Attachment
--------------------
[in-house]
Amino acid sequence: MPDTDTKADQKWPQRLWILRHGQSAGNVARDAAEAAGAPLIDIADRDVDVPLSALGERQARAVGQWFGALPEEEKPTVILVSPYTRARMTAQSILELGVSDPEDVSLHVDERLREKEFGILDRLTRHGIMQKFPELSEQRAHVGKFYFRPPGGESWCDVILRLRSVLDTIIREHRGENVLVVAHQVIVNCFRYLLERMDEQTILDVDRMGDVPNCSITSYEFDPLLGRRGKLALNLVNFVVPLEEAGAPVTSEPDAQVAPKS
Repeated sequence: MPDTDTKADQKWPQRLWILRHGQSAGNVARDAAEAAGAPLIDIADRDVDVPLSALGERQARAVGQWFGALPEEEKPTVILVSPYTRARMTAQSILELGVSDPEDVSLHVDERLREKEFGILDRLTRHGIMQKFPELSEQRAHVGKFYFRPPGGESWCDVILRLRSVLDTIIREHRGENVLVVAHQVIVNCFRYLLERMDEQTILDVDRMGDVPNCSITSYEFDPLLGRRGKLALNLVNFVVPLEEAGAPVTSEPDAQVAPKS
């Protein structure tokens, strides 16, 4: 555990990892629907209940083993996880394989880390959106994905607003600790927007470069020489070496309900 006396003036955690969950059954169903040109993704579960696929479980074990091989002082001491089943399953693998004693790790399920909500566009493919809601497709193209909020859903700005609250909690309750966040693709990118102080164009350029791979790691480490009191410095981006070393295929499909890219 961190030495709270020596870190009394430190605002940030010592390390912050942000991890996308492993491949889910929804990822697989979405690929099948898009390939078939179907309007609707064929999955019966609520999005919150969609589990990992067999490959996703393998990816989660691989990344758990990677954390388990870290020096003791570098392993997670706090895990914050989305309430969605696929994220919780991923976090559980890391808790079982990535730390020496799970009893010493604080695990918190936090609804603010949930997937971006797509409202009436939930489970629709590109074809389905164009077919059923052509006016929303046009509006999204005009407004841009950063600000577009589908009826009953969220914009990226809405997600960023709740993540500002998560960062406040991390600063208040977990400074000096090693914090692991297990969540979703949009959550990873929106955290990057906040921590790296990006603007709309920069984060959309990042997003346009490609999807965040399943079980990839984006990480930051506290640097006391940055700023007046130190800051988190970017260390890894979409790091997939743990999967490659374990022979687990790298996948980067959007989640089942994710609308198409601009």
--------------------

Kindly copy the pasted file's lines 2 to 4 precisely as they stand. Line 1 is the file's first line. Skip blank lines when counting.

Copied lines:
Amino acid sequence: MPDTDTKADQKWPQRLWILRHGQSAGNVARDAAEAAGAPLIDIADRDVDVPLSALGERQARAVGQWFGALPEEEKPTVILVSPYTRARMTAQSILELGVSDPEDVSLHVDERLREKEFGILDRLTRHGIMQKFPELSEQRAHVGKFYFRPPGGESWCDVILRLRSVLDTIIREHRGENVLVVAHQVIVNCFRYLLERMDEQTILDVDRMGDVPNCSITSYEFDPLLGRRGKLALNLVNFVVPLEEAGAPVTSEPDAQVAPKS
Repeated sequence: MPDTDTKADQKWPQRLWILRHGQSAGNVARDAAEAAGAPLIDIADRDVDVPLSALGERQARAVGQWFGALPEEEKPTVILVSPYTRARMTAQSILELGVSDPEDVSLHVDERLREKEFGILDRLTRHGIMQKFPELSEQRAHVGKFYFRPPGGESWCDVILRLRSVLDTIIREHRGENVLVVAHQVIVNCFRYLLERMDEQTILDVDRMGDVPNCSITSYEFDPLLGRRGKLALNLVNFVVPLEEAGAPVTSEPDAQVAPKS
């Protein structure tokens, strides 16, 4: 555990990892629907209940083993996880394989880390959106994905607003600790927007470069020489070496309900 006396003036955690969950059954169903040109993704579960696929479980074990091989002082001491089943399953693998004693790790399920909500566009493919809601497709193209909020859903700005609250909690309750966040693709990118102080164009350029791979790691480490009191410095981006070393295929499909890219 961190030495709270020596870190009394430190605002940030010592390390912050942000991890996308492993491949889910929804990822697989979405690929099948898009390939078939179907309007609707064929999955019966609520999005919150969609589990990992067999490959996703393998990816989660691989990344758990990677954390388990870290020096003791570098392993997670706090895990914050989305309430969605696929994220919780991923976090559980890391808790079982990535730390020496799970009893010493604080695990918190936090609804603010949930997937971006797509409202009436939930489970629709590109074809389905164009077919059923052509006016929303046009509006999204005009407004841009950063600000577009589908009826009953969220914009990226809405997600960023709740993540500002998560960062406040991390600063208040977990400074000096090693914090692991297990969540979703949009959550990873929106955290990057906040921590790296990006603007709309920069984060959309990042997003346009490609999807965040399943079980990839984006990480930051506290640097006391940055700023007046130190800051988190970017260390890894979409790091997939743990999967490659374990022979687990790298996948980067959007989640089942994710609308198409601009």